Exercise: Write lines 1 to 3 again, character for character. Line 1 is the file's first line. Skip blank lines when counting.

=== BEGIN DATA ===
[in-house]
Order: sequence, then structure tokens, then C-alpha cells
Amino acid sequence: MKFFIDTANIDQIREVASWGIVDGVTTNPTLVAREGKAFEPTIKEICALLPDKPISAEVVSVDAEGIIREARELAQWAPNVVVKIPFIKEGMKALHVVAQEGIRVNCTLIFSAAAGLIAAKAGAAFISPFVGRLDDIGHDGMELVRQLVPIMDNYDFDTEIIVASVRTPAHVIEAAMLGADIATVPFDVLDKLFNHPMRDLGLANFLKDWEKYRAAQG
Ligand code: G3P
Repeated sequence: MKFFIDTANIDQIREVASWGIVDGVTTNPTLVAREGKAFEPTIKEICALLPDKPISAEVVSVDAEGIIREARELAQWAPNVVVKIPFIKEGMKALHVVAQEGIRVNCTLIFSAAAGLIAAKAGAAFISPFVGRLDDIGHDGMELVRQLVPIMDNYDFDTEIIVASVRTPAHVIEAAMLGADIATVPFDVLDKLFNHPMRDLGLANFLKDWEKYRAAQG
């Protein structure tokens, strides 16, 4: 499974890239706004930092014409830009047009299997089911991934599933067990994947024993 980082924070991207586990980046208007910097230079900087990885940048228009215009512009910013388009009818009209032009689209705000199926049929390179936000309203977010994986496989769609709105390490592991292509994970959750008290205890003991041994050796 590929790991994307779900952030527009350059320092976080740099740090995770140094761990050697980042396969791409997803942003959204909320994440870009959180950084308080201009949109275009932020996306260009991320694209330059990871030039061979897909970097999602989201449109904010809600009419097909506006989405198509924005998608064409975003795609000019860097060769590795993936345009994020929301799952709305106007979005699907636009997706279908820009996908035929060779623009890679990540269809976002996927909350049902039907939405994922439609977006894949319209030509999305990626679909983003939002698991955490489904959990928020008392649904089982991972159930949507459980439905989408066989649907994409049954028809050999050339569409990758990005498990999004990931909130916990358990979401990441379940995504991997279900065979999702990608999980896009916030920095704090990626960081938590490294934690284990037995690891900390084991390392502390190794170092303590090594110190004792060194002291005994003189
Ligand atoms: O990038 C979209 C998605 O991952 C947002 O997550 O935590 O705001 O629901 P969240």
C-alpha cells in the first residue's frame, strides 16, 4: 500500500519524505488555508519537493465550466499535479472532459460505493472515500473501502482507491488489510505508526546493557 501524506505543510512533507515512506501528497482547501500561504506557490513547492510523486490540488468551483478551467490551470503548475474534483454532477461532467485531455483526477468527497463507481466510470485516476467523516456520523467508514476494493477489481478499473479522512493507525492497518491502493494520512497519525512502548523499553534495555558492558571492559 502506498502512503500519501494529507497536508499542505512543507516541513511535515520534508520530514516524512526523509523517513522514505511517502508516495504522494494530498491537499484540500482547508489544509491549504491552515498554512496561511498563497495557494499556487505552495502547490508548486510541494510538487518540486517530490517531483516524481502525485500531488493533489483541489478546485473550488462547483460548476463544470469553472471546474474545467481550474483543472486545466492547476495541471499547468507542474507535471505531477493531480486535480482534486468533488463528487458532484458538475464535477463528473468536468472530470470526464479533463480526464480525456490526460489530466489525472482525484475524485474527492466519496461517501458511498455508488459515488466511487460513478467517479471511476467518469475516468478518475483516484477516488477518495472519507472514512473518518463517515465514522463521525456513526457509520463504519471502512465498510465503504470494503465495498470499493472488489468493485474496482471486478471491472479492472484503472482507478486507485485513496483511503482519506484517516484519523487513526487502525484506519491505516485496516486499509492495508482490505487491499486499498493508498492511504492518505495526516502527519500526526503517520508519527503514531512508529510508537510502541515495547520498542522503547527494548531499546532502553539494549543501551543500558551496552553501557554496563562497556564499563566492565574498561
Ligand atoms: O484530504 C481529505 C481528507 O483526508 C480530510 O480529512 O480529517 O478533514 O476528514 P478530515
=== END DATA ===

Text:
[in-house]
Order: sequence, then structure tokens, then C-alpha cells
Amino acid sequence: MKFFIDTANIDQIREVASWGIVDGVTTNPTLVAREGKAFEPTIKEICALLPDKPISAEVVSVDAEGIIREARELAQWAPNVVVKIPFIKEGMKALHVVAQEGIRVNCTLIFSAAAGLIAAKAGAAFISPFVGRLDDIGHDGMELVRQLVPIMDNYDFDTEIIVASVRTPAHVIEAAMLGADIATVPFDVLDKLFNHPMRDLGLANFLKDWEKYRAAQG